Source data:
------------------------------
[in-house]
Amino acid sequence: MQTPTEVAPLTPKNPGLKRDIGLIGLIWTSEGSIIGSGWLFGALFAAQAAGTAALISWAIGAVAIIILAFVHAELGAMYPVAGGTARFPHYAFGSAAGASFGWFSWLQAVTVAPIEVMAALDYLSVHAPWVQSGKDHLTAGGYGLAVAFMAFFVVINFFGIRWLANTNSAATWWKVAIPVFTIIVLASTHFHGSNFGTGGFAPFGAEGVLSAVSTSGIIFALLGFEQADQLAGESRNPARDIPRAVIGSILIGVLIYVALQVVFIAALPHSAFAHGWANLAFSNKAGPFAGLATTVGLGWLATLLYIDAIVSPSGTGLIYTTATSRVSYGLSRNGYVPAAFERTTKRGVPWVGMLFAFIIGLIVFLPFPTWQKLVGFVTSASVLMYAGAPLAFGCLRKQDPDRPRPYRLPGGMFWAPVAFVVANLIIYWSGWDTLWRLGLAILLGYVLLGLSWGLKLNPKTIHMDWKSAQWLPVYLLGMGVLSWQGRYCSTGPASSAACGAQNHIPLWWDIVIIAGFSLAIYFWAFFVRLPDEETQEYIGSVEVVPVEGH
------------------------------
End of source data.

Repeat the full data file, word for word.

[in-house]
Amino acid sequence: MQTPTEVAPLTPKNPGLKRDIGLIGLIWTSEGSIIGSGWLFGALFAAQAAGTAALISWAIGAVAIIILAFVHAELGAMYPVAGGTARFPHYAFGSAAGASFGWFSWLQAVTVAPIEVMAALDYLSVHAPWVQSGKDHLTAGGYGLAVAFMAFFVVINFFGIRWLANTNSAATWWKVAIPVFTIIVLASTHFHGSNFGTGGFAPFGAEGVLSAVSTSGIIFALLGFEQADQLAGESRNPARDIPRAVIGSILIGVLIYVALQVVFIAALPHSAFAHGWANLAFSNKAGPFAGLATTVGLGWLATLLYIDAIVSPSGTGLIYTTATSRVSYGLSRNGYVPAAFERTTKRGVPWVGMLFAFIIGLIVFLPFPTWQKLVGFVTSASVLMYAGAPLAFGCLRKQDPDRPRPYRLPGGMFWAPVAFVVANLIIYWSGWDTLWRLGLAILLGYVLLGLSWGLKLNPKTIHMDWKSAQWLPVYLLGMGVLSWQGRYCSTGPASSAACGAQNHIPLWWDIVIIAGFSLAIYFWAFFVRLPDEETQEYIGSVEVVPVEGH